Few names have survived the test of time like John Calvin. During the Protestant Reformation, he was one of the most prolific writers and teachers producing numerous volumes of commentaries as well as his magnum opus: the Institutes of the Christian Religion. To this day, his legacy echoes in the footsteps of parishioners gathering in Reformed sanctuaries around the world, in the development of Protestant theology and in the city of Geneva where he devoted the majority of his life to teaching and preaching the Word of God.
Yet, as the end of his life approached, Calvin recognized that his contributions had created a level of fame for him that would likely endure beyond his days. Because of this, he made a strange request—he asked to be buried in an unmarked grave in order to prevent future pilgrimages to his gravesite. In death, he desired not that future generations would look upon him, but that they would look upon his Savior…
*You can read the rest of this post at The Village Church Resources.
One of my great regrets in life is having not discovered Neil Gaiman sooner. I was first introduced to his writing two years ago when I picked up a copy of American Gods at a local bookstore. Soon after, I began swooping up editions of his Sandman series, scaling London’s mystical underworld in Neverwhere, and fighting dark spirits with his magical tale The Ocean at the End of the Lane.
Today, I am hopelessly compelled to read everything he writes—an obligation for which I have no complaints.
Gaiman has built a career as a master storyteller, accumulating a wide array of awards and leaving his fingerprints all over popular culture. To date, two of his books have been adapted into films (Stardust and Coraline), he has guest written for Doctor Who, and some have gone so far as to credit him as one of the pioneers of modern comics.
As a child, Gaiman recalls begging his parents to leave him at the local library while they went to work. It was there that he fell in love with authors like J. R. R. Tolkien, Gene Wolfe, C. S. Lewis, Edgar Allen Poe, and G. K. Chesterton, among others. Around the age of six, he discovered the Marvel comic books where he was first exposed to the Norse gods Odin, Thor, and Loki. This seemingly modest encounter sparked within him a flame that has yet to be extinguished for the Nordic pantheon.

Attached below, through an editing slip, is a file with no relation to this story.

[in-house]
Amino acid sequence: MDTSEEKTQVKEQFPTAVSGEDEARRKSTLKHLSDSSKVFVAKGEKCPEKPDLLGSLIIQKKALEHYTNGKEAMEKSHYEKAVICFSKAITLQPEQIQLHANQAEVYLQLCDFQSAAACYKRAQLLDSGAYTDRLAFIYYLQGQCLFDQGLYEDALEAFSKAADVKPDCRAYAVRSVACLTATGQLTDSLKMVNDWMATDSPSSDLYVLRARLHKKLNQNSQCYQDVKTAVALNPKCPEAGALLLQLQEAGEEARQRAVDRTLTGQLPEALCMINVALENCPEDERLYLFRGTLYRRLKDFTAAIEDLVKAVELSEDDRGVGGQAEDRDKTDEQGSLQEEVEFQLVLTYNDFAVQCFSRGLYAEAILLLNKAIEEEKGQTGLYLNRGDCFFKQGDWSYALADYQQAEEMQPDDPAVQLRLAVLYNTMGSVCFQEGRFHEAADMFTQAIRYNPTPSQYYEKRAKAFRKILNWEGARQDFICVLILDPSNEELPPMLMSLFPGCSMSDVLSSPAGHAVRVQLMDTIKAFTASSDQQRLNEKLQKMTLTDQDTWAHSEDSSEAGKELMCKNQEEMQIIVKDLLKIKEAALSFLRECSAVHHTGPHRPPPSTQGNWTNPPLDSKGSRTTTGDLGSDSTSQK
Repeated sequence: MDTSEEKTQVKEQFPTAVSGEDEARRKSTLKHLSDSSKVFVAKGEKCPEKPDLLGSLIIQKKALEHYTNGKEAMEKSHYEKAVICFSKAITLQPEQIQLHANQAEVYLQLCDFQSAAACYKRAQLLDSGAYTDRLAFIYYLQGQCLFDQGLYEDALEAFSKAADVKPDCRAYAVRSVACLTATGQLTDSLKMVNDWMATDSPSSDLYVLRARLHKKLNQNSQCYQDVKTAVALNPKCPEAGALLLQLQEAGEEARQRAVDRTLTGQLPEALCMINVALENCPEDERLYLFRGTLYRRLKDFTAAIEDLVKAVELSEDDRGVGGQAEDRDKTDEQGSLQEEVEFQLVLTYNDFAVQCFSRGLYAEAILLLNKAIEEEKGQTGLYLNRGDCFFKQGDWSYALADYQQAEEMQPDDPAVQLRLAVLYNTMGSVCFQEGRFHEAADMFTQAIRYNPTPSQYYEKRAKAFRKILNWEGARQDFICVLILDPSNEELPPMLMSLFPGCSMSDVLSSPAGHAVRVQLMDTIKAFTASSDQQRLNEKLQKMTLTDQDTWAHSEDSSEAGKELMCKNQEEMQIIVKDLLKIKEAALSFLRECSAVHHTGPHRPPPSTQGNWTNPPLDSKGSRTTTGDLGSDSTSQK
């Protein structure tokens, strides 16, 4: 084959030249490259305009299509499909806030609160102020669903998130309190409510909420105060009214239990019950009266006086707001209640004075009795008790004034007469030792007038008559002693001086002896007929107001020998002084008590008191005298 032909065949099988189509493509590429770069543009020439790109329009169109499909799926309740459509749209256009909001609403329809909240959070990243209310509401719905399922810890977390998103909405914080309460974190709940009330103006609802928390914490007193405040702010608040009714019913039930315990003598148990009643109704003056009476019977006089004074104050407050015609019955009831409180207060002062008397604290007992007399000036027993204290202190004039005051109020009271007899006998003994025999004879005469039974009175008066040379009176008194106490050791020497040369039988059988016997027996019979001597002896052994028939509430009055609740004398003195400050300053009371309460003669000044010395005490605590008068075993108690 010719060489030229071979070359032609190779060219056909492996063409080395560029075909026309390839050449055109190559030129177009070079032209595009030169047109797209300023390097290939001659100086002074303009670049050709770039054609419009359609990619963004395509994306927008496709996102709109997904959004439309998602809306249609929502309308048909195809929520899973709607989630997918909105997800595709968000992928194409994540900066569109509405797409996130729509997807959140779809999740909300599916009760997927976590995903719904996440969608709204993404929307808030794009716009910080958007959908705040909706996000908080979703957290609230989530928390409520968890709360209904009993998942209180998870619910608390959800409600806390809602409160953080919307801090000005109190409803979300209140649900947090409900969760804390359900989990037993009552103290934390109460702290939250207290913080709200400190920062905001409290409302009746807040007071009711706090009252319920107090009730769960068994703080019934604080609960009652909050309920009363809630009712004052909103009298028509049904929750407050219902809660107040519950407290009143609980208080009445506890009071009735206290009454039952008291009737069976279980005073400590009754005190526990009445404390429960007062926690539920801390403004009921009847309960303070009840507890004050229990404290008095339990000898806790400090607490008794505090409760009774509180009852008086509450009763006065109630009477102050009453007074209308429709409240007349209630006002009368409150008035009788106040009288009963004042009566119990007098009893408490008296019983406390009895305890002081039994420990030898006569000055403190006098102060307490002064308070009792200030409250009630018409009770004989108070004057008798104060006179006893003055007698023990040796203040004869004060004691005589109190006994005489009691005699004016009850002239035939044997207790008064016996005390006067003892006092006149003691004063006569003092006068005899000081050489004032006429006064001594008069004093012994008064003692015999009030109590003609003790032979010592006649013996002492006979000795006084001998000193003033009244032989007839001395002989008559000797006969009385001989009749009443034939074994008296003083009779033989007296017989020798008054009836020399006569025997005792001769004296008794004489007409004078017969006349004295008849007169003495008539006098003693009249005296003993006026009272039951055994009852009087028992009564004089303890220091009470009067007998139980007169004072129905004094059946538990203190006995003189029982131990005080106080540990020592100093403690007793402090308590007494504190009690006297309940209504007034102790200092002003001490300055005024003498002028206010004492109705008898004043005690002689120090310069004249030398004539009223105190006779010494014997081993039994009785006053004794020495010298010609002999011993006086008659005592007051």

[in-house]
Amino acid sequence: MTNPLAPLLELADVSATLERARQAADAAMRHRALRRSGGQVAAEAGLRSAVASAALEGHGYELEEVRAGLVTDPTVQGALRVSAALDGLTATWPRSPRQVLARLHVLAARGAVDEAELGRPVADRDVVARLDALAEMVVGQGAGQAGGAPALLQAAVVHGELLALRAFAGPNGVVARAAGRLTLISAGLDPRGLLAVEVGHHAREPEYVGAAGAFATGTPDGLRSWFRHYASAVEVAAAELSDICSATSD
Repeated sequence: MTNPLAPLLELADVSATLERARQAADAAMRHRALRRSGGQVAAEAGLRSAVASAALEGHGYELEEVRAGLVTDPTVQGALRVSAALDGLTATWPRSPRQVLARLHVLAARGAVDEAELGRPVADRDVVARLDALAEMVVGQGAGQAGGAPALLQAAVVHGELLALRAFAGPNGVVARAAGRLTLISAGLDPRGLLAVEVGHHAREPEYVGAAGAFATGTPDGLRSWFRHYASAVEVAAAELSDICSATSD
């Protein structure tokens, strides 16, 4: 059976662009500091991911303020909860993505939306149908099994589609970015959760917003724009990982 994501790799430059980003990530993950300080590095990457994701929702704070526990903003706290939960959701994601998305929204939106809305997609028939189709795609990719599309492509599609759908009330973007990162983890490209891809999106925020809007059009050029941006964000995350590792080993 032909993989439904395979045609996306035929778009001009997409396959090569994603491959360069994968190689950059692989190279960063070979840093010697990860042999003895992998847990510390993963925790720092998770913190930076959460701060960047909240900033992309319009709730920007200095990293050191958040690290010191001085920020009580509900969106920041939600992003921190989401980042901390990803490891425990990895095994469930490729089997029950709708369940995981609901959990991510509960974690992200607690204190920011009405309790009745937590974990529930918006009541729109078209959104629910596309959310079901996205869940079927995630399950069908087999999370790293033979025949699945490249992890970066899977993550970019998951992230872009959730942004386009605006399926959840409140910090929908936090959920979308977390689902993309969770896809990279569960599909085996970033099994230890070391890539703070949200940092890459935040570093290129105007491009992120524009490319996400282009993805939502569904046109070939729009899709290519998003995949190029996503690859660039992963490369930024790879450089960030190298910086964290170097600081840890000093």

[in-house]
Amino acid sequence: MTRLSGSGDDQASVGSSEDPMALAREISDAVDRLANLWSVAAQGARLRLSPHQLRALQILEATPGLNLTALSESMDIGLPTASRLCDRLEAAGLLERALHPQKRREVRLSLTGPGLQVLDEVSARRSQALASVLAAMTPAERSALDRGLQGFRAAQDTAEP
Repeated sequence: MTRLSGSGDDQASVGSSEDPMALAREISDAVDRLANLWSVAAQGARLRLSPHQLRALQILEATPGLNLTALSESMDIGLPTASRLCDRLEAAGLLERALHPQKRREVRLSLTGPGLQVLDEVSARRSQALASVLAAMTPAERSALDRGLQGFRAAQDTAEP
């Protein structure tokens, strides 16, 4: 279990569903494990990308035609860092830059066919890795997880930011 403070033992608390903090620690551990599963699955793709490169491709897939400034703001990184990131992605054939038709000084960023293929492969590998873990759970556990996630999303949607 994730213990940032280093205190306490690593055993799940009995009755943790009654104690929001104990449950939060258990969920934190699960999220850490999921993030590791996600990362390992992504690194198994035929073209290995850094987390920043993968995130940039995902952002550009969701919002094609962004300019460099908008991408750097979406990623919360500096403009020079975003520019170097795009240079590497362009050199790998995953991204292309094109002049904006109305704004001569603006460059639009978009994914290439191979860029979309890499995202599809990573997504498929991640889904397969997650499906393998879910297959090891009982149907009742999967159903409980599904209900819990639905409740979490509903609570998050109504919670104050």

That passion led him to write his latest book, Norse Mythology, a modern retelling of the Asgardian gods that debuted at number one on The New York Times bestseller list in its first week of publication…
*You can read the rest of this post at Fathom Magazine.
Illustration Courtesy of Mike Norton.
Most of us have a story or two of odd gifts we have received for Christmas. Mine is the bundle of green sticks I got when I was six years old. They were tied neatly with twine and set among the gift-wrapped items that had accumulated under our tree. But they were not a surprise. My dad and had I ribbed one another throughout the year about how our behavior would directly influence the presents we would reap from Santa’s benevolence. When December arrived, he joked that while I had not been bad enough to earn stockings filled with coal, I made the cut for the next worst gift—a pile of sticks. “Just wait and see,” he assured me.
But I smelled deceit…
*You can read the rest of this post at Christ and Pop Culture.
Illustration Courtesy of Thomas Powell Griffith.